It is for this reason that the Ukrainian video begins with short clips from 1980s films such as Rambo and Predator, movies in which machismo “leading men” take out entire armies single handedly while leaving an astounding body count in their wake. The Ukrainian video could have begun with scenes from Saving Private Ryan or Fury or Black Hawk Down. Yet these films all deal with the complexity and price of war. 80’s films, on the other hand, ignored such complexities. Rambo and Predator celebrated war and fetishized weapons of war. 80s films did not have conflicted or fragile leading men, the kind whose conscience struggles to reconcile the price of killing other people.

The logic of 80s films was simple-the greater the body count, the greater the box office returns.

Notably, after the clips of Rambo and Predator, the Ukrainian film includes a short excerpt from Tropic Thunder, a film which satirizes 1980 war films. The excerpt chosen by Ukraine satirizes a scene from Platoon– a film directed by Oliver Stone dealing with the moral ambiguity of the Vietnam war and the price war exacts from soldiers.  It is through the invocation of 1980s films and satires of such films that Ukraine tries to obtain an important diplomatic goal- reduce the complexity of the Russia Ukraine War. According to Ukraine, there are no multiple interpretations of this War, no conflicting realities, no competing facts but only one simple truth- “good guys” are fighting “bad guys”.

It should be mentioned that like 1980s films, the Ukrainian Ministry of Defense routinely fetishes war and weapons of war, as shown in the two tweets below. Embracing its inner Gordon Gekko, the Ukrainian Ministry of Defense asserts that War, for lack of a better word, is good. War works. And Ukraine’s War works better than most.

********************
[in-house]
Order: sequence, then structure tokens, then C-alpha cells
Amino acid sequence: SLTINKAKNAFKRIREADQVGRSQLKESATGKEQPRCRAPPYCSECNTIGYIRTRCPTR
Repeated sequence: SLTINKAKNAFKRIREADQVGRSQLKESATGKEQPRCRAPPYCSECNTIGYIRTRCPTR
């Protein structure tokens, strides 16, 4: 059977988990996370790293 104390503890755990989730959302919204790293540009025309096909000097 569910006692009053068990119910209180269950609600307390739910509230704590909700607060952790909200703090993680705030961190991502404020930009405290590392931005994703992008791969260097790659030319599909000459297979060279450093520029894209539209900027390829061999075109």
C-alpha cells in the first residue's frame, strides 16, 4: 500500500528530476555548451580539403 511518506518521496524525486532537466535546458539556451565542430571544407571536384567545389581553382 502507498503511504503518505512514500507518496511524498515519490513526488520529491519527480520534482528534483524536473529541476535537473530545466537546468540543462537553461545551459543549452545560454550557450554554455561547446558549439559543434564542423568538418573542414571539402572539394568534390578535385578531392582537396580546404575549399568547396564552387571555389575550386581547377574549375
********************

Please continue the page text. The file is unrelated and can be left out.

It is after the comparison with 80s films, and computer games, that the Ministry’s video changes tune. It suddenly states that this is a real War, not an imaginary one in which Stallone and Schwarzenegger save the day. The reality of this War is then depicted through a series of clips showing Ukrainian soldiers fighting on different fronts while advancing on the enemy on land, sea, and armored vehicles. Time and again the Ukrainian flag is hoisted suggesting that more and more territory is being liberated by Ukrainian soldiers, thus proving the video’s assertion- Ukraine’s army knows what it is doing.

Yet this reality is also manufactured. These are different clips from different times and locations taken and edited together. One scene did not really follow another. Time is not linear and while some clips are from battles others appear to be from training exercises or promotional videos. Moreover, viewers do not hear weapons of war, the howling of soldiers and the pain of the injured but only the upbeat soundtrack of “Hold On”.

It is at this point that viewers encounter an inescapable truth- that this video is also a doctored form of reality. The video’s goal is not to offer an actual update on the War or to document the War but rather to galvanize publics, to retain the support of social media users and to manage the brand of Ukraine’s Army- one which may have been tarnished by lack of news regarding the great counter-offensive. So, a video claiming to show a real war is, in itself, very unreal. It is, essentially, no different from Rambo and Predator. They are all consumer products used to commodify and sell war.

The only difference is that Ukraine resisted the urge to hire Schwarzenegger and end its film with Arnold promising Putin- I’ll be back!